Remember that, in California, an inheritance is the separate property of the spouse who received it.  In some instances, maintaining your inheritance as separate property can reduce the amount of estate or gift taxes ultimately paid when that inheritance is passed on to your children.  It can also shield the inherited assets from your spouse’s creditors and may help your spouse qualify for Medicare or Medi-Cal benefits.  To maintain the inheritance as separate property, don’t “co-mingle” it with community property assets by, for example, depositing it into a joint account or purchasing property in both your names.

Whenever you receive an inheritance, you should also check whether this extra money has put you into estate tax territory.  There is effectively no state estate tax in California and this year, U.S. citizens and residents can pass up to $5 million to their loved ones without  paying federal estate taxes.  But the federal estate tax exemption is currently in flux.  In 2013, this exemption is scheduled to be reduced to $1 million, which may cause a significant number of people in Silicon Valley to have a federal estate tax liability.

For help making an estate plan that accommodates your inheritance and minimizes the impact of estate taxes, contact Christl@DeneckePlanning.com or see DeneckePlanning.com

Helping you plan for your family’s future at every stage of your life.

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Transferring California Assets Through Joint Title


A 1636 Indian deed for Rhode Island signed by ...

Be careful how you transfer deed your property! A 1636 deed for Rhode Island from Narragansett Chief Canonicus to Roger Williams

Some of my clients have questions about transferring assets outside of probate by putting their heirs on the deed or title to property.  Although this may work for some clients in some situations, we need to be very careful about the transfer.  For instance, there is more than one way to jointly own property in California.  And the kind of joint title you create with your transfer will determine whether the transfer achieves your desired results.  Each of the four ways to jointly hold title in California comes with its own advantages and disadvantages.

Tenants in Common – Tenants in common each own separate shares of the asset, which can vary in size.  (E.g. I can own ¾ and my daughter can own ¼.)  Each each tenant’s share is subject to seizure by his or her creditors and each can bequeath their own share to whomever they choose through probate or a trust.  The cost-basis of each tenant’s share is determined individually so, when one tenant in common dies, there is no step-up in basis for the other co-tenants.

Community Property – Community property is one way California married couples and registered domestic partners can hold title to assets.*  Each spouse/partner owns an undivided, 50% interest in the community property.  While both spouses/partners are living, neither can sell or gift their half without the other’s consent and the entire asset is reachable by the creditors of either spouse/partner.  However, each spouse/partner can bequeath their half of the community property to whomever they choose and, upon the death of one spouse/partner, both shares of the community property receive a stepped-up basis.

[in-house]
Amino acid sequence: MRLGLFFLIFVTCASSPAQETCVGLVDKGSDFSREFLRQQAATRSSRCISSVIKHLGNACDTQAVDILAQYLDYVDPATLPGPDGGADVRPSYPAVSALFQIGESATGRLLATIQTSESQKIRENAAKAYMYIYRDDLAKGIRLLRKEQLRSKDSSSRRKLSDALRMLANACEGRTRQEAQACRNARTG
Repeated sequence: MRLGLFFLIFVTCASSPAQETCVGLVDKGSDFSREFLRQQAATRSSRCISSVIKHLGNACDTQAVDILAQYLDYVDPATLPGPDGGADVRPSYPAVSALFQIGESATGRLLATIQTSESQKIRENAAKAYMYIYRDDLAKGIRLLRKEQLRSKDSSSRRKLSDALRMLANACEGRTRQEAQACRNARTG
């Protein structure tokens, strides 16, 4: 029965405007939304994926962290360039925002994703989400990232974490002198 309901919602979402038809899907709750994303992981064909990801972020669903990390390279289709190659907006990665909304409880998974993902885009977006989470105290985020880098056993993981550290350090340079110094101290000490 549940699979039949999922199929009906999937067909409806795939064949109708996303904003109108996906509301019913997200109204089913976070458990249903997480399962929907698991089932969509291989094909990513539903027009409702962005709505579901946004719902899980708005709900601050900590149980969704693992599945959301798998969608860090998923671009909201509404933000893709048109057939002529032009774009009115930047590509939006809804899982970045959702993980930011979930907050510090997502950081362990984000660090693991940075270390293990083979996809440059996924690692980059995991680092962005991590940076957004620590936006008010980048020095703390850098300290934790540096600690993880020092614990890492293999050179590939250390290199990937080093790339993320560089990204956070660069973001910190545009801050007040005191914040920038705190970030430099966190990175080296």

Community Property with Right of Survivorship – In California, holding title as community property with right a survivorship is like holding community property except that when one spouse/partner dies, their half of the asset transfers automatically to the surviving spouse/partner.  The decedent’s share passes outside of probate, but it is still considered to be part of their taxable estate, and both shares of the property receive a stepped-up basis.

Joint Tenancy (a.k.a. Joint Tenancy with Right of Survivorship) – Joint Tenants each own equal, undivided shares of the joint tenancy asset but, unlike community property, there can be more than two tenants.  (E.g. Groucho, Harpo, Chico, and Zeppo can each own ¼.)   Joint tenants cannot sell their share without permission of the other joint tenants and the entire joint tenancy property may be reachable by the creditors of any one owner.  When one joint tenant dies, their share in the asset passes to the surviving joint tenants without going through probate or receiving a step-up in basis. The last surviving joint tenant has an unlimited interest in the property and can sell or bequeath the property to whomever they choose.

For help transferring title to your California property or transferring your assets outside of probate, contact me at Christl@DeneckePlanning.com or see DeneckePlanning.com.

* There are nine community property states other than California: Arizona, Idaho, Louisiana, Nevada, New Mexico, Texas, Washington, and Wisconsin.  Alaska also allows couples to elect to hold property as community property.